Seated, we carefully open the FedEx packaging and take out a compact box-in-a-box. It fits in my hand. My father’s name, typed on a clinical label across the lid, takes my breath away.

My son puts the ashes on the empty plate by mine. “Before, he had to sit on the lefties’ side,” I say. “More options now.” My daughter, glancing around with preteen affectations, makes sure that no one’s taken notice of our guest. Satisfied, she unfolds his napkin.

My son asks if we should order my dad an iced tea. We laugh. And cry.

And order him an iced tea.

We’d been back in New York just a few weeks when, on Labor Day, the call came about my father’s injury. As “Dementia Summer” became Fall, we were told that my dad did fall, arguing with an overnight aide at the nursing home who wanted him to comply with orders he didn’t like. I was at first happy to hear he’d gone down swinging. Our weeks in the nursing home still fresh and vivid, we told the kids everything we knew: the fracture was bad, the outlook for treatment was worse.

But even the most wide-open openness has limits. We knew, but didn’t know how to explain, that mishandling by overworked and under-skilled aides is what shattered my dad’s initial injury beyond repair. We didn’t mention to them either how his pain was compounded by short cuts, by being moved by force in ways he couldn’t move himself. We had no words yet to explain to our kids how discomfort with death led, as it always leads, to imperfect choices, to confusion between what’s merciful and what’s expedient. We didn’t yet make clear to them that how we treat and mistreat our most vulnerable is ultimately how we’ll be treated and mistreated ourselves. I’d been quietly grappling with realities that landed me smack in the ranks of the hush-hush adults; I’m yearning now to run back out in the open air.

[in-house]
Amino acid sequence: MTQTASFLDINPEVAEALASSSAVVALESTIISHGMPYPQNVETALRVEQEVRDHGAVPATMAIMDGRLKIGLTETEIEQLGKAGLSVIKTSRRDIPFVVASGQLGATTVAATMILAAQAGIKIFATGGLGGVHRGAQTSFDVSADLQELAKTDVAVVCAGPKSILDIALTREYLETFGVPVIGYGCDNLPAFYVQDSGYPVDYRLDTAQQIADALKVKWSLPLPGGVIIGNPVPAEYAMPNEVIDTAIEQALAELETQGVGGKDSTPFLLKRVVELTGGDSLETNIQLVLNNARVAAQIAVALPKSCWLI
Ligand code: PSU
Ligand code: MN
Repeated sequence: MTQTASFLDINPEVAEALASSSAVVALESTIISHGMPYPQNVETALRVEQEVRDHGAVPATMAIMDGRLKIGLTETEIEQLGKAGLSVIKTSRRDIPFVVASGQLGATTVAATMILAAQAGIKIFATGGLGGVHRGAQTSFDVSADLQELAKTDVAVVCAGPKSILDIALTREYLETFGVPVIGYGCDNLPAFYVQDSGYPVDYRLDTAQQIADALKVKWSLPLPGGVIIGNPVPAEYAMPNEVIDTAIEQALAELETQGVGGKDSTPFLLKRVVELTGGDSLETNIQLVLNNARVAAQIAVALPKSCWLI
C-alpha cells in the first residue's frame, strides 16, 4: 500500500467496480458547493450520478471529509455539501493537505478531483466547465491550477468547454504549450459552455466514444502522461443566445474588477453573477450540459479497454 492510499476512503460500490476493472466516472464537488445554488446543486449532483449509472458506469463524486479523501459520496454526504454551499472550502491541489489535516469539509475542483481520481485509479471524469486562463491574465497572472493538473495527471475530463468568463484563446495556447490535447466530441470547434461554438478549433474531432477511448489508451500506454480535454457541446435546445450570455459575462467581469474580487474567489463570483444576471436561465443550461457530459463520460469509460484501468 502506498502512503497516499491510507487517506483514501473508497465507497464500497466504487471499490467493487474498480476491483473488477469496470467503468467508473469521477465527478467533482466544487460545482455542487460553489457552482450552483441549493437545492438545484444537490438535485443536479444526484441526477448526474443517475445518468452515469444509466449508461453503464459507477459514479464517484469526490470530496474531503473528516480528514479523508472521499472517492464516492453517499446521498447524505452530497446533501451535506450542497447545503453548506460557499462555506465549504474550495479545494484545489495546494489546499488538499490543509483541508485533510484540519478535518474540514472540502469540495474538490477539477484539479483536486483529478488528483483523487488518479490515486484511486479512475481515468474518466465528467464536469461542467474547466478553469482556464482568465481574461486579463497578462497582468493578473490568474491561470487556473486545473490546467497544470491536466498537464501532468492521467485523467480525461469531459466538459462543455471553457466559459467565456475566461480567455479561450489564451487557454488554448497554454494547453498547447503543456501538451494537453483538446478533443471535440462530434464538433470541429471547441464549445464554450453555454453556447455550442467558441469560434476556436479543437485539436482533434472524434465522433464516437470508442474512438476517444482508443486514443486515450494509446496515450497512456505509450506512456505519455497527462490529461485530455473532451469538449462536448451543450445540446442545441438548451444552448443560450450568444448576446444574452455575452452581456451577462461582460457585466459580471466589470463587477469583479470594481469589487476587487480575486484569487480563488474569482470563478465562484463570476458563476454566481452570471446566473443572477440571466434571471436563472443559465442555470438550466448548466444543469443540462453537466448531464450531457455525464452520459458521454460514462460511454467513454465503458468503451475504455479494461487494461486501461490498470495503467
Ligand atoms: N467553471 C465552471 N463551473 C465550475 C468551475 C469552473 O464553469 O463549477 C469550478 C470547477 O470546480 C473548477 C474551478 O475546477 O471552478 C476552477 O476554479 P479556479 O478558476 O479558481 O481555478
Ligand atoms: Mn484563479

For these reasons, I really love our brunch date.

Afterwards, we take my dad out often, using his presence to talk about absence, bringing our vivid summer back into the dazzling light of day. We’ve taken him to stores he once liked, to drop-off at school, and of course to Times Square. We’ll eventually drive him south to his former home in DC, to a resting place that’s legal and adequate for ashes.

But, I decide, we’ll also keep a spoonful, which we won’t lock away. We might bring him to get ice cream, or maybe to a baseball game, letting him remind us not to spend too much time in dark, hidden places. Sunny walks are good for all living creatures and, once they’re no longer living, for their ashes too.